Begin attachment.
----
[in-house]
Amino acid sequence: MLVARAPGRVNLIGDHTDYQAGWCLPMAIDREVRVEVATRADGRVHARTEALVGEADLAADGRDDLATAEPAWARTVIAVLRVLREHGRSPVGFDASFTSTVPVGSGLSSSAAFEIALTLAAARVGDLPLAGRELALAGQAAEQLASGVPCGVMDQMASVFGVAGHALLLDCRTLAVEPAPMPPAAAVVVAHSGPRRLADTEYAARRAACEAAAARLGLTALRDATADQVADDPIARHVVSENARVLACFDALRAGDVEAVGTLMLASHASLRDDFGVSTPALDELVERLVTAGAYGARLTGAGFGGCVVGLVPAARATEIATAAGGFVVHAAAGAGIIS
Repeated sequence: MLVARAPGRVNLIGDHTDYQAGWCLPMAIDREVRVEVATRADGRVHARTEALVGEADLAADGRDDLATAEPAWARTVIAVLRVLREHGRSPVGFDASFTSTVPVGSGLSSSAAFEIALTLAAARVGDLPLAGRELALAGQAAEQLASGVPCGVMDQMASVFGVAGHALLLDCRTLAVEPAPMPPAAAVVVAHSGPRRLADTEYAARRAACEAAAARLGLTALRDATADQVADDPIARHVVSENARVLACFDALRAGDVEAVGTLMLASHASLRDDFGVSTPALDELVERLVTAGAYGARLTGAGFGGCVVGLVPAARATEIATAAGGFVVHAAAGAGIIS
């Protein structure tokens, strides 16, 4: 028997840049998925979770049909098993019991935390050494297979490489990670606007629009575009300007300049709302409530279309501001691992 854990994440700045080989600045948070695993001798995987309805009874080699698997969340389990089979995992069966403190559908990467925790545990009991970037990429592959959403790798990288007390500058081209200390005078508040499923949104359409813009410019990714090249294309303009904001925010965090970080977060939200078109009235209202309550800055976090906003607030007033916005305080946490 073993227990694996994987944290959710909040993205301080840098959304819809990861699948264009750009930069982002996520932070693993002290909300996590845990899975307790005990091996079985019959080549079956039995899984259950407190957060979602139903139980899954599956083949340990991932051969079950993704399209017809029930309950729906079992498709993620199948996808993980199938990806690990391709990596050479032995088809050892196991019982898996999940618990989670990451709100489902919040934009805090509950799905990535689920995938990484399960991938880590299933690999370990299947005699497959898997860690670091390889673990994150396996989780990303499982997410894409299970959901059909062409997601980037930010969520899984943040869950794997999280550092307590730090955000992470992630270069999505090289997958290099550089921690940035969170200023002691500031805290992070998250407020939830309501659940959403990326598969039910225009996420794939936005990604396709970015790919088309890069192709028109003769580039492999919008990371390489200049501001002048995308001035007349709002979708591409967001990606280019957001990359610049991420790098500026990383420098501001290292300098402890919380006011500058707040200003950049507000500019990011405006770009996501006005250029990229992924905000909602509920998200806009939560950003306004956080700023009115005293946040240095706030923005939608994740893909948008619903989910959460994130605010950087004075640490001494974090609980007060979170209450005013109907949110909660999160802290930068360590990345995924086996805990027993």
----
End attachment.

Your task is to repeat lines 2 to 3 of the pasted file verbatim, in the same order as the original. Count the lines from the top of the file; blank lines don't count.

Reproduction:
Amino acid sequence: MLVARAPGRVNLIGDHTDYQAGWCLPMAIDREVRVEVATRADGRVHARTEALVGEADLAADGRDDLATAEPAWARTVIAVLRVLREHGRSPVGFDASFTSTVPVGSGLSSSAAFEIALTLAAARVGDLPLAGRELALAGQAAEQLASGVPCGVMDQMASVFGVAGHALLLDCRTLAVEPAPMPPAAAVVVAHSGPRRLADTEYAARRAACEAAAARLGLTALRDATADQVADDPIARHVVSENARVLACFDALRAGDVEAVGTLMLASHASLRDDFGVSTPALDELVERLVTAGAYGARLTGAGFGGCVVGLVPAARATEIATAAGGFVVHAAAGAGIIS
Repeated sequence: MLVARAPGRVNLIGDHTDYQAGWCLPMAIDREVRVEVATRADGRVHARTEALVGEADLAADGRDDLATAEPAWARTVIAVLRVLREHGRSPVGFDASFTSTVPVGSGLSSSAAFEIALTLAAARVGDLPLAGRELALAGQAAEQLASGVPCGVMDQMASVFGVAGHALLLDCRTLAVEPAPMPPAAAVVVAHSGPRRLADTEYAARRAACEAAAARLGLTALRDATADQVADDPIARHVVSENARVLACFDALRAGDVEAVGTLMLASHASLRDDFGVSTPALDELVERLVTAGAYGARLTGAGFGGCVVGLVPAARATEIATAAGGFVVHAAAGAGIIS